By Steve Doughty
UPDATED: 22:44 GMT, 21 October 2008
Children from broken families are nearly five times more likely to suffer damaging mental troubles than those whose parents stay together, Government research has found.
It also showed that two parents are much better than one if children are to avoid slipping into emotional distress and anti-social behaviour.
The findings say that children’s family backgrounds are as important - if not more so - than whether their home is poor, workless, has bad health, or has no one with any educational qualifications.
Difficult start: Children raised by a single parent are more likely to suffer distress
The research adds to a wealth of data that shows children suffer badly from divorce or parental break-up, and that those brought up by a single parent are more likely to do badly at school, suffer poor health, and fall into crime, addiction and poverty as adults.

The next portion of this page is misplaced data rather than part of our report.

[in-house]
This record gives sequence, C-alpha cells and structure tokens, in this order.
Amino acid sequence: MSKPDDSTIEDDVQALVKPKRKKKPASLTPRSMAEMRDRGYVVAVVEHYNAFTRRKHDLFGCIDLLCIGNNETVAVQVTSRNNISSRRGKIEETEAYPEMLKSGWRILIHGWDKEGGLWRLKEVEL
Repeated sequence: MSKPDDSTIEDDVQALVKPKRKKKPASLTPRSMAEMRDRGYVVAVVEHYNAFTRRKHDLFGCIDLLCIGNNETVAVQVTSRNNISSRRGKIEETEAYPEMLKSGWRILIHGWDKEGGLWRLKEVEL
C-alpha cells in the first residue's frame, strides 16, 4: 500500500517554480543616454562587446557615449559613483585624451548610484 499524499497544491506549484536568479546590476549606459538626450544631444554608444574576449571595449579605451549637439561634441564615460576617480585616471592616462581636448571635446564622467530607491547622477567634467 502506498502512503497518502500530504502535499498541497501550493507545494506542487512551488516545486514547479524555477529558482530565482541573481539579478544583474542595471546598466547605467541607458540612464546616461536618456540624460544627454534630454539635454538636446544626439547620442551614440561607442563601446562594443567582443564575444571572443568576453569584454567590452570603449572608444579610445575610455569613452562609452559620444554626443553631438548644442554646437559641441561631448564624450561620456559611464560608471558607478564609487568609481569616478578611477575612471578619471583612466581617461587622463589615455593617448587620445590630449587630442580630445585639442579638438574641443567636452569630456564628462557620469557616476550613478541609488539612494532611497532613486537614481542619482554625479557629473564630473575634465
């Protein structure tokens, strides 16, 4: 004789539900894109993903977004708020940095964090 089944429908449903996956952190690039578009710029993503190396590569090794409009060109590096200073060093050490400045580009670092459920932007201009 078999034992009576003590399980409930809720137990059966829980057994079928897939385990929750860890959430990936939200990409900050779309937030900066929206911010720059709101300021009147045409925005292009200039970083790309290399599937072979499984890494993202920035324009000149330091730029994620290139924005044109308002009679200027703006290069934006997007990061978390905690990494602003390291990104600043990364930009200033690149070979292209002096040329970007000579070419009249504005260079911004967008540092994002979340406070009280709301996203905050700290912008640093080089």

The report, funded by the Department of Health and published by the Office for National Statistics, investigated emotional disorders - ranked as those which cause considerable distress and interference with the way in which children perform at school and during play.
It also looked at conduct disorders which result in aggressive, violent or anti-social behaviors.
The researchers studied nearly 8,000 children aged between five and 16 in 2004 and found almost one in ten had disorders. The children were checked again last year.
The report said that a child whose parents had split during this time…